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Statistical Analysis of U of Chicago Graffiti 157

quaith writes "Quinn Dombrowski, a member of the University of Chicago's central IT staff, has been recording the graffiti left in the Joseph Regenstein Library Since September 2007. To date she has photographed and transcribed over 620 pieces of graffiti; over 410 of them are datable to within a week of their creation. She has now published in Inkling Magazine a statistical analysis of the entire graffiti collection covering such subjects as love, hate, despair, sex, anatomy, and temporal fluctuations of each of these. After November, both love and despair graffiti drop off significantly until spring, while sex graffiti reaches its one and only peak in December before declining for the rest of the school year. The story includes links to all of the original graffiti photos, which the researcher has made freely available to use under a Creative Commons Attribution-Share Alike license."
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Statistical Analysis of U of Chicago Graffiti

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  • by chill ( 34294 ) on Monday February 08, 2010 @03:14AM (#31058664) Journal

    I remember being in a train in melbourne, riding past a few walls full of legal graffiti (union lane?) and wondering what the line between art and vandalism really was.

    You can stop wondering. The line is drawn with the permission of the property owner. Vandalism is a crime unrelated to the artistic merit of the work, it has to do with property ownership rights.

    From an artistic point of view, it is drawn when the intent is to deface or damage instead of create.

  • Re:License? (Score:5, Informative)

    by theheadlessrabbit ( 1022587 ) on Monday February 08, 2010 @05:06AM (#31059022) Homepage Journal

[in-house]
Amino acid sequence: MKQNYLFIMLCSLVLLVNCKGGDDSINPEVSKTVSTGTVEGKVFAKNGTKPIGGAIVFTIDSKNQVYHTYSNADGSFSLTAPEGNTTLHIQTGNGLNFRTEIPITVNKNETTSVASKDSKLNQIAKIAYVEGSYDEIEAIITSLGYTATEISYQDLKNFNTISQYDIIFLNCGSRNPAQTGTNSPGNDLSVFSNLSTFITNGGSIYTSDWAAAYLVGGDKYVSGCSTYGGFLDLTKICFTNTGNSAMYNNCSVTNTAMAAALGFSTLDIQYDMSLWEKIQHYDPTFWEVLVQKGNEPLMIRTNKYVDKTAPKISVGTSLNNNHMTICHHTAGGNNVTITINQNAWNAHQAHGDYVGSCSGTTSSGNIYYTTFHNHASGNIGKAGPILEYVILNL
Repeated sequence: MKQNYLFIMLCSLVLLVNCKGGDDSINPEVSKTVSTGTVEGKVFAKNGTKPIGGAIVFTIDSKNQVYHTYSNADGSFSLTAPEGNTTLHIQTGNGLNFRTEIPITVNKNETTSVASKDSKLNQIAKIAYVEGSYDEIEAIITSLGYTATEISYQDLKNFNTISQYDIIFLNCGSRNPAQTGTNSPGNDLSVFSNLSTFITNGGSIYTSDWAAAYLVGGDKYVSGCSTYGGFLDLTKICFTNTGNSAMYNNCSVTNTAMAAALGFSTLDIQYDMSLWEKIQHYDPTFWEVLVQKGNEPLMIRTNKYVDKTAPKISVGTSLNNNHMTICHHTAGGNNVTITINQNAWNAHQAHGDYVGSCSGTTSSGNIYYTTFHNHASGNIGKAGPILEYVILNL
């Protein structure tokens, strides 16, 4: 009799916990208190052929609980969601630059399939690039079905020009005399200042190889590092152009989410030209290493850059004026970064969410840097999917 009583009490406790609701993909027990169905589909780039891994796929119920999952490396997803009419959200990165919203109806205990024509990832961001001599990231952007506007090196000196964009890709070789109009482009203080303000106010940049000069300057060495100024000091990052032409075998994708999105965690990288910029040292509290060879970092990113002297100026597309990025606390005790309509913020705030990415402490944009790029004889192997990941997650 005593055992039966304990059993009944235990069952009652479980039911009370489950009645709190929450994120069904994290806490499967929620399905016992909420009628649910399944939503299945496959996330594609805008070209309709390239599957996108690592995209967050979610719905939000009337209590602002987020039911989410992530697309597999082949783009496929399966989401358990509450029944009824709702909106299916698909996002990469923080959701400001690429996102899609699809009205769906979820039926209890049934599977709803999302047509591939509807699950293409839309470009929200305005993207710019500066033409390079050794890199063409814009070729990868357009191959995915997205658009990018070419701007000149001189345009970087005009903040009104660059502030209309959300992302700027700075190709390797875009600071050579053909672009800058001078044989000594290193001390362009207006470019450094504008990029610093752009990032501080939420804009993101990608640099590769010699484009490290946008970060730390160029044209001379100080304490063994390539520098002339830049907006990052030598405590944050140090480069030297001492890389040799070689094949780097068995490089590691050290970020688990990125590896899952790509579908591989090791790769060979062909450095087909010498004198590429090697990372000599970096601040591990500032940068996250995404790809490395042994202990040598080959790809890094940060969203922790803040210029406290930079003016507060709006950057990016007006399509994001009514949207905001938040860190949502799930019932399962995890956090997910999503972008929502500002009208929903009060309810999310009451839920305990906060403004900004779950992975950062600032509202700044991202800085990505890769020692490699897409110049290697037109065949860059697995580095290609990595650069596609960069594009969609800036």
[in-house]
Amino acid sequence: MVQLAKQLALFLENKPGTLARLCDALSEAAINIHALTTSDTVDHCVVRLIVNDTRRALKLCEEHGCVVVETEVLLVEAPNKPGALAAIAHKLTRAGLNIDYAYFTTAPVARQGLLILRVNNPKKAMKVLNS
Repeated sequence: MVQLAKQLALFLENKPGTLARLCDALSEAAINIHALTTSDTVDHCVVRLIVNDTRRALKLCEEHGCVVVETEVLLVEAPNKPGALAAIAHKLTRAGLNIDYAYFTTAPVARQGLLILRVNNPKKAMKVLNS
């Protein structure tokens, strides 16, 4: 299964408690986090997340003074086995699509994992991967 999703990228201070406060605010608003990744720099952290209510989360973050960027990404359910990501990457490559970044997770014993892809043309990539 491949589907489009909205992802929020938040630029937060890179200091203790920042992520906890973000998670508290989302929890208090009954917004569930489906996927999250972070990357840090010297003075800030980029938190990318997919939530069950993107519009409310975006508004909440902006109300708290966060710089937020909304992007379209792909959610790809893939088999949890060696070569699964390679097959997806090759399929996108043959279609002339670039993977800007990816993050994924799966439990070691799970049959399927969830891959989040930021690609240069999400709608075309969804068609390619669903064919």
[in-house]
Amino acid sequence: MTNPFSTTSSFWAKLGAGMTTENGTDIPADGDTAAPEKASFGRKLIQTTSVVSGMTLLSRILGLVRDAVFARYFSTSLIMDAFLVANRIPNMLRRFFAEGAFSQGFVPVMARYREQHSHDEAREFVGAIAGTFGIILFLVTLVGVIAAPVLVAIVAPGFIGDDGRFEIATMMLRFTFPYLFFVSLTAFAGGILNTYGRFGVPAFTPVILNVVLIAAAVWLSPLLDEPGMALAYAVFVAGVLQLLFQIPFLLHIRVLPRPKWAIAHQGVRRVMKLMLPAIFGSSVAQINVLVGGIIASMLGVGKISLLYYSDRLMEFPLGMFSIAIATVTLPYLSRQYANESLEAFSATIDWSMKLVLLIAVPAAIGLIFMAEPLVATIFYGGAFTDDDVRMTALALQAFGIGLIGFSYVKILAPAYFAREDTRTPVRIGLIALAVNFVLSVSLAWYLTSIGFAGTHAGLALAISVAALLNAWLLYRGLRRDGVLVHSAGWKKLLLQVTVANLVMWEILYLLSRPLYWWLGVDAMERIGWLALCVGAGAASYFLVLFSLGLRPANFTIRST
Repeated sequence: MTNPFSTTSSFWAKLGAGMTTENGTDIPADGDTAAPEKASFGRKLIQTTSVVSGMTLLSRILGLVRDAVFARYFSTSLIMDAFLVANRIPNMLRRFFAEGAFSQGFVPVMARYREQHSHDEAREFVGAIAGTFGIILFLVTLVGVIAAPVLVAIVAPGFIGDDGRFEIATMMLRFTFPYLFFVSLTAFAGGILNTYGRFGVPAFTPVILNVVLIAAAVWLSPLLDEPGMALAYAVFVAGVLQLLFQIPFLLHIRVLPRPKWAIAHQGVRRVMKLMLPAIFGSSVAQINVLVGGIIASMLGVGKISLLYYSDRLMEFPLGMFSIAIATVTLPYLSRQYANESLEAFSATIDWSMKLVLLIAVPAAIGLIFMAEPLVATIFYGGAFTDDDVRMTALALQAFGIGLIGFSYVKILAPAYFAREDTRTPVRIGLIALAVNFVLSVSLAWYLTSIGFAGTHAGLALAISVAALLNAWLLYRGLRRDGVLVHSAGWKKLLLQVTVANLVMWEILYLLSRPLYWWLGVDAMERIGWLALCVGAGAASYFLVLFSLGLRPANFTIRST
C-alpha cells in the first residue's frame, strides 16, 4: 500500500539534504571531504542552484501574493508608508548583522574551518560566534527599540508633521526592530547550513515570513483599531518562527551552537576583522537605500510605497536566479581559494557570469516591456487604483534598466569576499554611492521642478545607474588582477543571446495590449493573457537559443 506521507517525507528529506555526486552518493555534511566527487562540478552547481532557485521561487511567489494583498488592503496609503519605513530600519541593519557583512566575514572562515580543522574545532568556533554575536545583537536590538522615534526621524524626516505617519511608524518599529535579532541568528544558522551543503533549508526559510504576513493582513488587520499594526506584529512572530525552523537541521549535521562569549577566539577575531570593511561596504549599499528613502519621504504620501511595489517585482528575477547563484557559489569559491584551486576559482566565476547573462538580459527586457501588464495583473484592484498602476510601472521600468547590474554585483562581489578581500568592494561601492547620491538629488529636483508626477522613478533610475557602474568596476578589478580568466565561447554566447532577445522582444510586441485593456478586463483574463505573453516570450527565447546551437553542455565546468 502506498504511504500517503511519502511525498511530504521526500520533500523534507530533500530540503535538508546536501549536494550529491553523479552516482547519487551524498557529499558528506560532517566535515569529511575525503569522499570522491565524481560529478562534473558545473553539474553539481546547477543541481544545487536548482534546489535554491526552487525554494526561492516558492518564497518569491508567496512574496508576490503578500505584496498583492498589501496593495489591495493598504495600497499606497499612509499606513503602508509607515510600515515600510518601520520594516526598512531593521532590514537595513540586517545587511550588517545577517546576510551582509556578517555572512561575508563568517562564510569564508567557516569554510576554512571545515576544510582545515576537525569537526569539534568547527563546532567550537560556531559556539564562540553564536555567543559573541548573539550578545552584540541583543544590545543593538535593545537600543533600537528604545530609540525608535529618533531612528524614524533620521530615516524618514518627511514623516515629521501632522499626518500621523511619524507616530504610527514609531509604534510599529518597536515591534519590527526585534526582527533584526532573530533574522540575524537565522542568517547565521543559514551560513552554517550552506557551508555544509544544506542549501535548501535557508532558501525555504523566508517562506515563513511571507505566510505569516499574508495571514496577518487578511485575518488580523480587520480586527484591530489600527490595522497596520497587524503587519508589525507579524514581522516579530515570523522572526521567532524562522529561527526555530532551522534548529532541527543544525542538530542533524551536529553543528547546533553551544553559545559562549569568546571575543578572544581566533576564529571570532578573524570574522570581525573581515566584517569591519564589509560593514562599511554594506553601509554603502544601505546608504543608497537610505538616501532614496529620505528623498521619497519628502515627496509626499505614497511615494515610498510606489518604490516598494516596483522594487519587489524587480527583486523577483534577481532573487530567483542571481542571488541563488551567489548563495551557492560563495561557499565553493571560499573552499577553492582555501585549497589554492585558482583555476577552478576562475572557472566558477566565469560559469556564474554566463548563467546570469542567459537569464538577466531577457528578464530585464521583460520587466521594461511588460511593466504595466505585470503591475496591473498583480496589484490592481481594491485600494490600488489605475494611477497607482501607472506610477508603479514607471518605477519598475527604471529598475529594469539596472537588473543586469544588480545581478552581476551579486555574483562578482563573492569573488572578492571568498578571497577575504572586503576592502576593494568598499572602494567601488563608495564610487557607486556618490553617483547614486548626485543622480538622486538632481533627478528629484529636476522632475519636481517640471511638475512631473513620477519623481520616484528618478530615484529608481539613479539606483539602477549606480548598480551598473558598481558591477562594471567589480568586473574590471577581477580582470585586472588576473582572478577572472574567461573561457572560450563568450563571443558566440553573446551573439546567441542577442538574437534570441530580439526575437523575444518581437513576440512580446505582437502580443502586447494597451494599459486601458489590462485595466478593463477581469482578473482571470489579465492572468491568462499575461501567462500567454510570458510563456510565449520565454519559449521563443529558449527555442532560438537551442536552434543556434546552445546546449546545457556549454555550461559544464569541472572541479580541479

Nonono, it is modern art.

    You appear to not understand that you've walked into my "Live Art" exhibit which can only be appreciated by those within it. "Dicks and your mom", a minor part of the exhibit, encompasses the oedipal desire inherent in males. The "Call me at 555-5555 for a good time" portion speaks of the hidden desire for pleasure which exists in the male psyche.

    My exhibit, "Masculinity" encompasses all those themes and more, speaking largely of the sexual frustrations, desire for intimacy, and lack of release that all men feel. The bathroom is used because it's a place where men can feel comfortable and able to release their frustrations, if only for a moment.

    Now if you'll excuse me, I've got to get to work on "Femininity". No, no, I won't enjoy it. After all this is *art* good sir.

    You could not possibly be more wrong. What you are describing is postmodern art, the antithesis of modern art.

    Modern art sought to find universal ideals in form and materials. Eg. Paint is colour on a flat surface, so a modernist painting should emphasize colour and flatness. A painting of landscape, or portrait, etc. is trying to be something other than paint on a surface, modernism saw that as false. Truth to materials was a primary concern.

    Abandoning all concern for a skillful execution of final object, and spouting pretentious bullshit descriptions about context and how an object relates to an audience is the domain of postmodernism. another big part of postmodernism was to attempt to just make people think modernism was wrong about everything.

    The icing on the wrongness-cake is your final sentence, where you talk about not enjoying it, since it is art. Postmodernism is the first time in art history where humour and a cheeky wit have been acceptable. postmodern artists sometimes do just do it for the lulz.

  • by Anonymous Coward on Monday February 08, 2010 @10:38AM (#31060372)

    Quinn calls it a "pseudo-scientific" analysis on her blog and adds "disclaimers for the pedantic." '

  • Re:License? (Score:3, Informative)

    by supercrisp ( 936036 ) on Monday February 08, 2010 @11:08AM (#31060592)
    Your capsule summary is way off. What about Dada? Futurism? Constructivism? Mondrian? Schwitters? None of these people or groups is doing quite what you claim for Modernism, yet they're all Modern. Then you have Postmodern people like Agnes Martin who are doing something like what you claim for the Moderns. The situation is far more complex and interesting than simple parody or a textbook glossary entry makes it appear. If you have time to check them out, Modern, PoMo, and contemporary plastic arts are pretty rewarding. And some of those "pretentious bullshit descriptions" can be pretty interesting and revelatory as well. The line about Modernism and universal ideals is almost fine for a sophomore college class, but it certainly ignores a wide, wide range of artists (and writers), and frankly that notion is highly politicized, emerging from the New Critics, Clement Greenberg, and Hugh Kenner. It's pretty dated.

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